New exhibit focuses on frontier home life
Debbie Clark, museum technician of Cavalry collections, DPTMS, left, and Robert Smith, director, Fort Riley museums, right, pose in front of the newly opened exhibit, Home Life on the Frontier: 1855-1900, Dec. 5 at the U.S. Cavalry Museum. Photo by: Julie Fiedler, POST.
Story by: Julie Fiedler
1ST INF. DIV. POST
"Life on the prairie was rough," said Dr. Robert Smith, director, Fort Riley museums, Directorate of Plans, Training, Mobilization and Security, at the recent opening of a new exhibit at the U.S. Cavalry Museum Dec. 5 on Main Post. "But (some Soldiers) had a lot of amenities and luxuries," he added, explaining that many officers and their wives were accustomed to comfortable living and incorporated as many elements from their lives back home as possible.
The exhibit, Home Life on the Frontier: 1855-1900, is designed to "(give) the impression that it is a frontier home here at Fort Riley in the 1800s," Smith said.
The display features a Family scene at Christmas time. A Soldier sits reading, spittoon at his feet, as a child plays with a rocking horse in the background, and a woman decorates a Christmas tree.
"We wanted to incorporate a Christmas theme to it," Smith said.
"Of course, the lights on the tree are not (period). They're electrical, but we just tell people (to) pretend they're candles," said Debbie Clark, museum technician of Cavalry collections, DPTMS, who was in charge of creating the exhibit.
Some of the ornaments on the tree are about 100 years old, Smith said. They are on loan to the museum from fellow DPTMS employee, Angela Stewart, and once belonged to her greatgrandmother.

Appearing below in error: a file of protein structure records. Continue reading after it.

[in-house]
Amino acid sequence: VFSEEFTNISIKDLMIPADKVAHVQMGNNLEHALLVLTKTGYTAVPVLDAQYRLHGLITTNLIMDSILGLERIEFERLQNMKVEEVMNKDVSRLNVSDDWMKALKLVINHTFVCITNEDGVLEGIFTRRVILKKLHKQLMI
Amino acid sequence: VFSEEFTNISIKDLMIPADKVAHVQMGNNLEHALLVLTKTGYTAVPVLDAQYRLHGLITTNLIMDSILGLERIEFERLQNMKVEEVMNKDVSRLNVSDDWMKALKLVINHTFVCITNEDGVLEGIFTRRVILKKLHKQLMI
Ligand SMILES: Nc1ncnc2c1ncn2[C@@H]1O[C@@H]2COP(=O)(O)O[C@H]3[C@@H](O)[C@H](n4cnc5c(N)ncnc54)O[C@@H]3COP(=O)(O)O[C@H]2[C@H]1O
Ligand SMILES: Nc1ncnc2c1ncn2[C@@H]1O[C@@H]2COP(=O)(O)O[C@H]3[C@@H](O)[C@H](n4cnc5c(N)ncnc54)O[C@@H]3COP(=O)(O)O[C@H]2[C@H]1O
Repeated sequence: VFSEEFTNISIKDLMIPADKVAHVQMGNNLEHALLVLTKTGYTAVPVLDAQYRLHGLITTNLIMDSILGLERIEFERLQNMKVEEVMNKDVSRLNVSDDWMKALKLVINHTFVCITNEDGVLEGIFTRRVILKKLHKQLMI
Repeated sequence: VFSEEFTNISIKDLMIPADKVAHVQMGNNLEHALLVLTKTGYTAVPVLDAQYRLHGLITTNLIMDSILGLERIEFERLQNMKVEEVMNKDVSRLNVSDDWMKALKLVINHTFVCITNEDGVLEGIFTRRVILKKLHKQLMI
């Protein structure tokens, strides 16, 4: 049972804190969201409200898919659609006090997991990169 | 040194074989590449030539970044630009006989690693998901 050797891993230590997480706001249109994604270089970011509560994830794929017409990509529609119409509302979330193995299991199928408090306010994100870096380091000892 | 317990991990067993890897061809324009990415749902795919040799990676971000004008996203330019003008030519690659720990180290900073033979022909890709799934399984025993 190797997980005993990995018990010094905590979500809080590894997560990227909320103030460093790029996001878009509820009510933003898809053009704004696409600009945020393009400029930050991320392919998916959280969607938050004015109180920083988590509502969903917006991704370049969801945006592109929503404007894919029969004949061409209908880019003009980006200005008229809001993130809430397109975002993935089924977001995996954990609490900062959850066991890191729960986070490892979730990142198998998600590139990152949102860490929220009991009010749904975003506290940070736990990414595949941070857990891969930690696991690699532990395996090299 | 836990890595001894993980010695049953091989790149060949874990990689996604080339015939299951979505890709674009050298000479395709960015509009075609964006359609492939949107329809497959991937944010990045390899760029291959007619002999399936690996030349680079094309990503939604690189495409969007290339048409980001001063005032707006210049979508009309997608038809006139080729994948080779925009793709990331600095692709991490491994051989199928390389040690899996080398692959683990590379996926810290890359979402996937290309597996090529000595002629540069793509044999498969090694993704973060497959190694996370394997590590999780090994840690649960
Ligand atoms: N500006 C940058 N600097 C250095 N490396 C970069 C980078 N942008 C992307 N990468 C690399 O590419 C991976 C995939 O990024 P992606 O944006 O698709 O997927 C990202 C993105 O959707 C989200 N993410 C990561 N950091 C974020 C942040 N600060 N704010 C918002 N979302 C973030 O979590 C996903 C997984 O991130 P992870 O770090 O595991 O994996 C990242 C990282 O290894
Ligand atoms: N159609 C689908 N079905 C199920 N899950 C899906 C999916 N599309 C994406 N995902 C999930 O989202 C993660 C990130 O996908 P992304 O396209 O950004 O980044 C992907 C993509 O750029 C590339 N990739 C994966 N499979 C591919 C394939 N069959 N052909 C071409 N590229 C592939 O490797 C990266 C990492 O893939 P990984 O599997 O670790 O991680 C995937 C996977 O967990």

The exhibit features a variety of home artifacts, including a hand-cranked sewing machine called a hydrant pawfoot from the 1870s; a Victorian era 'crazy quilt' made in 1887; and a Leslie's Illustrated newspaper from the 1860s.
Clark said her favorite piece is the washing machine.
"It doesn't have the knuckle breaker – the washboard – on it, so, to me, that looks like it's a little bit easier to use. I had personally never seen one until we got that," she said.
"We found that (listed) in a Sears and Roebuck catalogue from 1895," Smith said. "(It sold) for the fabulous price of $4.50."
A giant Cannon potbelly stove is included in the display. Members of the Commanding Generals Mounted Color Guard hauled the 350-poundplus artifact up the museum stairs because it wouldn't fit into the elevator.
The exhibit also features a teddy bear that was once displayed in the Custer House. The bear was known to mysteriously change locations throughout the Custer House.
"His roaming days are over," Smith said with a laugh. "I told him that."
After the holidays, the pair plans to rotate some of the artifacts in order to update the theme and showcase other items. Clark said she believes in periodically changing exhibits, not only for the conservation of certain artifacts, but also to keep things fresh for returning visitors.
"We have a lot of artifacts, home implements, that we can (display)," Smith said.
Additionally, the museum is participating in a cooperative outreach venture with several local institutions, including the Riley County Historical Museum and the Flint Hills Discovery Center. The sister institutions help provide resources to each other and loan one another artifacts.
"The basket of the thread came from the Riley County Historical Museum, as well as the spittoon and the candle wax maker," Clark said.
Some of the artifacts from the U.S. Cavalry Museum are on display as part of the current Forces exhibit at the Flint Hills Discovery Center.
It's a great way to spread the word about the museum and raise awareness of fellow institutions, according to Smith.
"We can get the greatest amount of visibility for our artifacts and also assist each other by placing artifacts in different locales," he said.
Clark and Smith also turned to The Department of Apparel, Textiles and Interior Design at Kansas State University, Manhattan, for help creating the exhibit.
Clark is a subject matter expert on Cavalry artifacts, but when it came to clothing the mannequins, she said she needed to know what a child's clothing would look like in the 1870s and what kinds of fabrics it would use.
Creating an exhibit like this is a lengthy process, requiring countless hours of research and collaboration, according to Clark and Smith.
In a museum devoted to military collections, this exhibit marks the first representing women and children.
"I'm pretty excited about it," Clark said.
"We want everyone to come see it and enjoy Christmas here," Smith added.